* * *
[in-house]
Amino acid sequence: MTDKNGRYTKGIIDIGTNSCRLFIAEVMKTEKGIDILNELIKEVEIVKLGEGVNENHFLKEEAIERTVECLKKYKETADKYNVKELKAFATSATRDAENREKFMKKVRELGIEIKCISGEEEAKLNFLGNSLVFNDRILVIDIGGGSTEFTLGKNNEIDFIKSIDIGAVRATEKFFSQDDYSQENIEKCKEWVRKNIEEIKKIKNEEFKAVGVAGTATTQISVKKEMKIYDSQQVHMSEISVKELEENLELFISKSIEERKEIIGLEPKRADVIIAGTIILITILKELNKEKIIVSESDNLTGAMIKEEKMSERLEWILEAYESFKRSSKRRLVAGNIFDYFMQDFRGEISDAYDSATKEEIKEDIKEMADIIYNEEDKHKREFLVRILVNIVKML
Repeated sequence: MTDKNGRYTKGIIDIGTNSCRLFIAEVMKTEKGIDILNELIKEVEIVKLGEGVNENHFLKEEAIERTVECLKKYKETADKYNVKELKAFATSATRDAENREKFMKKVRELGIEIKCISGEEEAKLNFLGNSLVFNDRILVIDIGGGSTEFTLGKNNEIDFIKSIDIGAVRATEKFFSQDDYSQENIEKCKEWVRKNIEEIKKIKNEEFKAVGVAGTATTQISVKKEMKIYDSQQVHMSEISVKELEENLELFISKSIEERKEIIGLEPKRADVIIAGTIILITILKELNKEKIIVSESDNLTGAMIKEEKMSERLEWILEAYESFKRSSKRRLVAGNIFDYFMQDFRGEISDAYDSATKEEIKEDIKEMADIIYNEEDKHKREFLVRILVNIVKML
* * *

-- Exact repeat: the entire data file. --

[in-house]
Amino acid sequence: MTDKNGRYTKGIIDIGTNSCRLFIAEVMKTEKGIDILNELIKEVEIVKLGEGVNENHFLKEEAIERTVECLKKYKETADKYNVKELKAFATSATRDAENREKFMKKVRELGIEIKCISGEEEAKLNFLGNSLVFNDRILVIDIGGGSTEFTLGKNNEIDFIKSIDIGAVRATEKFFSQDDYSQENIEKCKEWVRKNIEEIKKIKNEEFKAVGVAGTATTQISVKKEMKIYDSQQVHMSEISVKELEENLELFISKSIEERKEIIGLEPKRADVIIAGTIILITILKELNKEKIIVSESDNLTGAMIKEEKMSERLEWILEAYESFKRSSKRRLVAGNIFDYFMQDFRGEISDAYDSATKEEIKEDIKEMADIIYNEEDKHKREFLVRILVNIVKML
Repeated sequence: MTDKNGRYTKGIIDIGTNSCRLFIAEVMKTEKGIDILNELIKEVEIVKLGEGVNENHFLKEEAIERTVECLKKYKETADKYNVKELKAFATSATRDAENREKFMKKVRELGIEIKCISGEEEAKLNFLGNSLVFNDRILVIDIGGGSTEFTLGKNNEIDFIKSIDIGAVRATEKFFSQDDYSQENIEKCKEWVRKNIEEIKKIKNEEFKAVGVAGTATTQISVKKEMKIYDSQQVHMSEISVKELEENLELFISKSIEERKEIIGLEPKRADVIIAGTIILITILKELNKEKIIVSESDNLTGAMIKEEKMSERLEWILEAYESFKRSSKRRLVAGNIFDYFMQDFRGEISDAYDSATKEEIKEDIKEMADIIYNEEDKHKREFLVRILVNIVKML